[By contrast to Tesson's marketing ploy, here is an article by Michael Downey, who works at the Archdiocesan office in Los Angeles. It is a long day's drive from there to Santa Rita Abbey.[
A Testimony to Unsaying:
The Cistercian Monastery as
Matrix for Theology
[Cistercian Studies Quarterly, 45:1 (2010)]
"Who is God?" This is theology's prime question. Every other question must take its place in the long queue. Theology is a whole way of life given shape by the desire to search out an answer to this question. The theologian searches for God in much the same way that the contemplative or monastic seeks the face of God. In the early Church it was understood that the theologian is one who prays.
These reflections sprout from parched Arizona soil. It is Holy Week at Santa Rita Abbey, the Cistercian monastery tucked away in the Santa Rita Mountains at the border of Arizona and México. Some say this abbey is one of the best-kept secrets in the Cistercian Order. I agree. It is nearly ten years since my last visit here. I had forgotten what a warm and welcoming community of nuns this is. Small. Deeply prayerful. I can feel the pulsing of their prayer in my marrow. Even after many years, I am not an outsider here. Together we are at home.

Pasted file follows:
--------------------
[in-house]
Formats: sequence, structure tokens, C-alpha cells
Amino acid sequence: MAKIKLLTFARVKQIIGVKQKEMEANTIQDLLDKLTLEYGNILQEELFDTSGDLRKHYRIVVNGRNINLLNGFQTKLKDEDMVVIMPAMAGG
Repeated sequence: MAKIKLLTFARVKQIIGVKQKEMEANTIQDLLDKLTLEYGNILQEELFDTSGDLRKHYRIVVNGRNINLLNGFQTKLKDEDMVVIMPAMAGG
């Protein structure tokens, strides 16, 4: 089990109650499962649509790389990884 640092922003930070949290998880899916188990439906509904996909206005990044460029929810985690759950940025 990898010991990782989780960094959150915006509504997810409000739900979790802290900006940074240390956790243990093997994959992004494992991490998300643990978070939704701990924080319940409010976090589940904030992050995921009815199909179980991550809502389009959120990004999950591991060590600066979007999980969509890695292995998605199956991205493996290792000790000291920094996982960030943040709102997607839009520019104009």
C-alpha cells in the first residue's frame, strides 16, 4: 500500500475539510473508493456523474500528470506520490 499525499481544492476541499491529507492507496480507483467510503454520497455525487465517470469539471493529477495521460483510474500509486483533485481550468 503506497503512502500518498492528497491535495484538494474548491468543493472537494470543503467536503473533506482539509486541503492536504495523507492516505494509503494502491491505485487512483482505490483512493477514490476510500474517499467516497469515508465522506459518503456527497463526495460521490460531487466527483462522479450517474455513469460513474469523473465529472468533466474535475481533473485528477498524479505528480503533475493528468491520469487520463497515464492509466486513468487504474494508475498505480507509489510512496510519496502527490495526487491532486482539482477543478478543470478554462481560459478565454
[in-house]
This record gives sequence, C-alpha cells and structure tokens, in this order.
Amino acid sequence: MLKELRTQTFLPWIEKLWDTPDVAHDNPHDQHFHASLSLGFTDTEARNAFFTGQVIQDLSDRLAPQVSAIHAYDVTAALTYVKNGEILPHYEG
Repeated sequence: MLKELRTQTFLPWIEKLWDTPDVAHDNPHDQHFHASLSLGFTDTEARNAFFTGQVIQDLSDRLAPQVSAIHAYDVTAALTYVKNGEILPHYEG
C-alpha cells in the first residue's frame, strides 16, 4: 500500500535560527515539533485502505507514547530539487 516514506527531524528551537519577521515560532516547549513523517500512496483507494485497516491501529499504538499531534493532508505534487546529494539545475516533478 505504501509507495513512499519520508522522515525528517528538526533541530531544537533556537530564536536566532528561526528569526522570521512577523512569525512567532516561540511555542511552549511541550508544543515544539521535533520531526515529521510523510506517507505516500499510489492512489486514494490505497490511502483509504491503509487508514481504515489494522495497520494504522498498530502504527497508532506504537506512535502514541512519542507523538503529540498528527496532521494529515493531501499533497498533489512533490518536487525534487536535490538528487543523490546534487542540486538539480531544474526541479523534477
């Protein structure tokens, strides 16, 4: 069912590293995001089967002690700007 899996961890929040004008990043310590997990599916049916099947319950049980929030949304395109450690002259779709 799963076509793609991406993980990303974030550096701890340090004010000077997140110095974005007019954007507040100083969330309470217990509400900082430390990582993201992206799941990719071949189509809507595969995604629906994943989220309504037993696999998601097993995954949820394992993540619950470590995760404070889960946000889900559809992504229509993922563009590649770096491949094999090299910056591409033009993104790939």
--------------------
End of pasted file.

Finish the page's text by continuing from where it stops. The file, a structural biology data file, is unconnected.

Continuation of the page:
I had forgotten how beautiful it is here. It feels like I am on the moon. The geography is utterly stark and spare, rugged and bare. It is the expansiveness, the wide-openness that evokes these lunar images. Or is it the unrelenting barrenness? The winds are fierce these days. There is not much color save the shimmering drapes of mauve and taupe caressing the naked mountains. And then the vermillion fly catcher perched on the forsythia after Lauds this morning. More living color there from beak to tip of tail than on any bird I've ever see. All that red kissing my eyes!
[To Be Continued]